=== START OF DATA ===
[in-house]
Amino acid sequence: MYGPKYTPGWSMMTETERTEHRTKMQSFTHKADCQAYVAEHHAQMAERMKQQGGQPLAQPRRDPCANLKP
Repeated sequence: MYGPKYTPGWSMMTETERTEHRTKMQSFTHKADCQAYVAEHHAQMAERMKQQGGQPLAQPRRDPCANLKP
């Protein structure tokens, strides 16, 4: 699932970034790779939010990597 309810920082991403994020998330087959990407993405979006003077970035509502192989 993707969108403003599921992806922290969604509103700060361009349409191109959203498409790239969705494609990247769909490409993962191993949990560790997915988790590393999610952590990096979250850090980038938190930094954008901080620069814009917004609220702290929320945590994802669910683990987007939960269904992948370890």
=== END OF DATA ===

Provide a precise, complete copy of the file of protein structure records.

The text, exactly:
[in-house]
Amino acid sequence: MYGPKYTPGWSMMTETERTEHRTKMQSFTHKADCQAYVAEHHAQMAERMKQQGGQPLAQPRRDPCANLKP
Repeated sequence: MYGPKYTPGWSMMTETERTEHRTKMQSFTHKADCQAYVAEHHAQMAERMKQQGGQPLAQPRRDPCANLKP
């Protein structure tokens, strides 16, 4: 699932970034790779939010990597 309810920082991403994020998330087959990407993405979006003077970035509502192989 993707969108403003599921992806922290969604509103700060361009349409191109959203498409790239969705494609990247769909490409993962191993949990560790997915988790590393999610952590990096979250850090980038938190930094954008901080620069814009917004609220702290929320945590994802669910683990987007939960269904992948370890």